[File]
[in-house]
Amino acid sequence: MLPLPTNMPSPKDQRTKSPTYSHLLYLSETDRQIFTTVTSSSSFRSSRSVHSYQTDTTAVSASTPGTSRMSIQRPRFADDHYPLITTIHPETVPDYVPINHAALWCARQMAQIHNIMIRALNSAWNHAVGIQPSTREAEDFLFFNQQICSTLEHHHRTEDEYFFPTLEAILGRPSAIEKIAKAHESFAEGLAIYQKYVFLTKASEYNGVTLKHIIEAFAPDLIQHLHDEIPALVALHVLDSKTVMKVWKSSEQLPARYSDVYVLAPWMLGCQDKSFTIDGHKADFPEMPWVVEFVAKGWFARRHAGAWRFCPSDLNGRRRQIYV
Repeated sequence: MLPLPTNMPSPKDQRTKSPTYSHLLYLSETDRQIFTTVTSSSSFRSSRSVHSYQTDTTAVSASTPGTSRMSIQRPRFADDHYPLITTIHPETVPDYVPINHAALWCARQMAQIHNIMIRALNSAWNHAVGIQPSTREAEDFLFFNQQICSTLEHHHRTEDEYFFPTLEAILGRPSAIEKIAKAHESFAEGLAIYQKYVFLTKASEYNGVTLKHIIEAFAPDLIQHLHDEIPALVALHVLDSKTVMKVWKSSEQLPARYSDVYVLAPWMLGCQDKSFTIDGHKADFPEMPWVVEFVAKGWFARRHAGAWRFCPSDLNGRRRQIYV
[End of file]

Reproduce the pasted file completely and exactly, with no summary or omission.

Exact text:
[in-house]
Amino acid sequence: MLPLPTNMPSPKDQRTKSPTYSHLLYLSETDRQIFTTVTSSSSFRSSRSVHSYQTDTTAVSASTPGTSRMSIQRPRFADDHYPLITTIHPETVPDYVPINHAALWCARQMAQIHNIMIRALNSAWNHAVGIQPSTREAEDFLFFNQQICSTLEHHHRTEDEYFFPTLEAILGRPSAIEKIAKAHESFAEGLAIYQKYVFLTKASEYNGVTLKHIIEAFAPDLIQHLHDEIPALVALHVLDSKTVMKVWKSSEQLPARYSDVYVLAPWMLGCQDKSFTIDGHKADFPEMPWVVEFVAKGWFARRHAGAWRFCPSDLNGRRRQIYV
Repeated sequence: MLPLPTNMPSPKDQRTKSPTYSHLLYLSETDRQIFTTVTSSSSFRSSRSVHSYQTDTTAVSASTPGTSRMSIQRPRFADDHYPLITTIHPETVPDYVPINHAALWCARQMAQIHNIMIRALNSAWNHAVGIQPSTREAEDFLFFNQQICSTLEHHHRTEDEYFFPTLEAILGRPSAIEKIAKAHESFAEGLAIYQKYVFLTKASEYNGVTLKHIIEAFAPDLIQHLHDEIPALVALHVLDSKTVMKVWKSSEQLPARYSDVYVLAPWMLGCQDKSFTIDGHKADFPEMPWVVEFVAKGWFARRHAGAWRFCPSDLNGRRRQIYV